Pain is common and often poorly managed1,2. Globally, it has been estimated that 1 in 5 adults suffer from pain and that another 1 in 10 adults are diagnosed with chronic pain each year3. Apart from acute pain associated with surgery or tissue damage, approximately 28 million adults in the UK live with chronic pain 4,5. ). Indeed, between 10.4% and 14.3% of adults experience moderately to severely disabling chronic pain4. Pain can markedly undermine quality of life – affecting activities of daily living, employment and prognosis – dramatically increase use of health resources and is associated with increased mortality6–8. For instance, up to 84% of adults experience chronic low back pain, the second leading cause of disability worldwide and the most common musculoskeletal disease9. Indeed, 5 of the 11 conditions that impose the greatest global health burden are pain-related10.
Meet the experts
- Dr Dominic Aldington is Clinical Lead for Pain Management, Hampshire Hospitals NHS Trust, UK
- Maxime Dougados is Professor of Rheumatology at the René Descartes University – Paris and Cochin Hospital, Paris, France
- Ayman Ebied is Professor of Orthopaedics at Menoufia University Hospitals, Al Minufya, Egypt
- Professor Hartmut Göbel is Medical Director for Neurology and Behavioural Medicine in the Pain Clinic, Kiel, Germany
- Professor Marc Hochberg is Division Head, Rheumatology and Clinical Immunology at the University of Maryland School of Medicine, Baltimore, US.
- Professor Andrew Moore is Director of Pain Research, Nuffield Department of Anaesthetics at the University of Oxford, UK
- Professor Seza Özen is Head of the Department of Paediatric Rheumatology, Hacettepe University Faculty of Medicine in Ankara, Turkey
- Professor José Pereira da Silva is Head of the Rheumatology Department, University Hospital Coimbra, Portugal
- Dr Meeta Singh is a Gynaecologist and Obstetrician at Tanvir Hospital, Hyderabad, India
When evaluating and treating a patient presenting with pain, taking a comprehensive history and accurately assessing pain severity are essential. Determining patient comorbidities, such as cardiovascular and renal disease, depression and anxiety, along with factors such as age and pregnancy, will help inform treatment decisions and individualise therapy. There are a number of treatment options available for pain, including non-pharmacological approaches, non-steroidal anti-inflammatory drugs (NSAIDs), paracetamol and opioids.
This section of the Learning Zone also includes videos on tension-type and migraine headaches and case studies of treating pain during:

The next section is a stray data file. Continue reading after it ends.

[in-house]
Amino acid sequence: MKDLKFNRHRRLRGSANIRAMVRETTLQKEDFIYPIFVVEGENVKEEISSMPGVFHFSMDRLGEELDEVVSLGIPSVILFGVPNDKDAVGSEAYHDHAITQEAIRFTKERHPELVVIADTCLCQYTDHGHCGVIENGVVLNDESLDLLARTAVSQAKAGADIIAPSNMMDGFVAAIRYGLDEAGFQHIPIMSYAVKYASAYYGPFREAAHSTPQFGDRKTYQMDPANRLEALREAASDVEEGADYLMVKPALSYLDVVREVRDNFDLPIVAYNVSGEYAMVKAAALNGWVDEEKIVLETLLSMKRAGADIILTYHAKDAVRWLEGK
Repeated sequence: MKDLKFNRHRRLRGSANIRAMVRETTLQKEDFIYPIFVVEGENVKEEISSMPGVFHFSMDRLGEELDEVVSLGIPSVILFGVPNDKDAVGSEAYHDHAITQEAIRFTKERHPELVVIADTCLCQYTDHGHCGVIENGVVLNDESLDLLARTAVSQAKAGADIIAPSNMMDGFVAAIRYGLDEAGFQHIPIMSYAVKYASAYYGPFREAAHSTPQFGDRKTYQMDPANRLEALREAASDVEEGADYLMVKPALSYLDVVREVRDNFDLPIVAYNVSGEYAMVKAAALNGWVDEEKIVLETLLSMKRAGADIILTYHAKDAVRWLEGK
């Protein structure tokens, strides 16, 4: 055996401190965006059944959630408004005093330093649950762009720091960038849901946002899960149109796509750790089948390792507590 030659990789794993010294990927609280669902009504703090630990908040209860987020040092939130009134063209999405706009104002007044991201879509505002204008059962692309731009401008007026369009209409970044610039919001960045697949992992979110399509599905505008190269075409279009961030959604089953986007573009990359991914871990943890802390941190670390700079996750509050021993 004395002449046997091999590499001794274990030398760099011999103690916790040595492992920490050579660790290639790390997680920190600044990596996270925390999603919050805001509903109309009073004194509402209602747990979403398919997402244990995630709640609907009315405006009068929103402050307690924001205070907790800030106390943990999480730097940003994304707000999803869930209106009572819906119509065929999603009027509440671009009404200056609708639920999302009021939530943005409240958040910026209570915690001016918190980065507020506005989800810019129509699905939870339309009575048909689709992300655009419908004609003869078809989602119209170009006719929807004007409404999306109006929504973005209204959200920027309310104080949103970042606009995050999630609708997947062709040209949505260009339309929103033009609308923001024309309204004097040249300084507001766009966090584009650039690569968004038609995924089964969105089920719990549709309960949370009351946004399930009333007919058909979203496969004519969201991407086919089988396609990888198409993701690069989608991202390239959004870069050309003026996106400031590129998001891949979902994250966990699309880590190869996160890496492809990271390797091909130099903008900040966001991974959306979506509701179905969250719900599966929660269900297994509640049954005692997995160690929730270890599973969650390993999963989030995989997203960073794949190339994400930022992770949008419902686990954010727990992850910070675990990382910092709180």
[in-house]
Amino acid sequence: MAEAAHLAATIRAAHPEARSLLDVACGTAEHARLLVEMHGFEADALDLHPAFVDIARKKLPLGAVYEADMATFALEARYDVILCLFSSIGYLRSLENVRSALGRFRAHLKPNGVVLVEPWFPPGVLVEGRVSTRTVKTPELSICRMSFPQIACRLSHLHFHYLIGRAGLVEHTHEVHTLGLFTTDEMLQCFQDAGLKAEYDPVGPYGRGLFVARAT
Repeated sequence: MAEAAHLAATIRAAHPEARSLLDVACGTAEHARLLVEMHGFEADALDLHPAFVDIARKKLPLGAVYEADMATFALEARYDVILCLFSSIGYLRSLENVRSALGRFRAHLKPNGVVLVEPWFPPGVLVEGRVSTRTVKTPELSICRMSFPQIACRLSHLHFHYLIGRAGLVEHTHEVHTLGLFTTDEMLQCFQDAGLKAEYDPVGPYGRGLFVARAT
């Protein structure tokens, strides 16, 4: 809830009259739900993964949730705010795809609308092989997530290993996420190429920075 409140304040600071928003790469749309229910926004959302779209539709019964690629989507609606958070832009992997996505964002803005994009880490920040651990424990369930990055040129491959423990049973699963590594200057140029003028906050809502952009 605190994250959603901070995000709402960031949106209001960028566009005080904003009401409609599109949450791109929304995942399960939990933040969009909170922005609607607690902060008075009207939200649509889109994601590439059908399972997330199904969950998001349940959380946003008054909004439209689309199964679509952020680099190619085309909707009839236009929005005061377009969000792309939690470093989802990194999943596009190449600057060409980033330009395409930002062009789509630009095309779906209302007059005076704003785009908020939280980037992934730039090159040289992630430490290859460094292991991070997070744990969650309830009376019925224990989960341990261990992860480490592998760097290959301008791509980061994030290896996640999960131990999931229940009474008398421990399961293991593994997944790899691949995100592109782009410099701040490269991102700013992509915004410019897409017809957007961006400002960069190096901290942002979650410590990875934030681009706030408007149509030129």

- juvenile idiopathic arthritis (JIA)
- osteoarthritis (OA) in the elderly.
Measurement and assessment
In this video, Professor Moore reviews the interpretation of the visual analogue scale (VAS), which is widely used to assess pain severity.
Accurate assessment is the foundation of optimal pain management5. Nevertheless, because pain is highly subjective, assessing severity can be difficult. Indeed, healthcare professionals (HCPs) and patients often differ in their perception of pain severity associated with a condition or extent of tissue damage11.
A score of more than 30 mm on the VAS (Figure 1) suggests moderate pain12. Professor Moore argues that any outcome worse than mild pain is unacceptable and usually indicates analgesic or treatment failure13.
Pain is often poorly managed1,2. In this series of detailed case studies, leading clinicians discuss the challenges posed by optimising and individualising pain management throughout the patients’ life exemplified by: juvenile idiopathic arthritis; treating pain during pregnancy; and OA in the elderly. Individualising treatment also means being cognisant of the influence of comorbidities on patients’ experience and treatments. Depression and pain are mutually reinforcing, for example14. So, antidepressants can be part of the pain management programme for some patients15. Understanding NSAIDs’ mode of action on pain and the cardiovascular system can help individualise pain treatment16.
Managing pain in juvenile idiopathic arthritis
In this case study, Professors Özen and Ebied discuss the management of Aleyna, a young girl with JIA.
Professor Özen notes that pain is the most common and distressing symptom of JIA and can persist despite adequate treatment of the inflammatory component17. As a result, age-appropriate pain treatment is essential, which includes managing arthritic inflammation, NSAIDs, physiotherapy and exercise.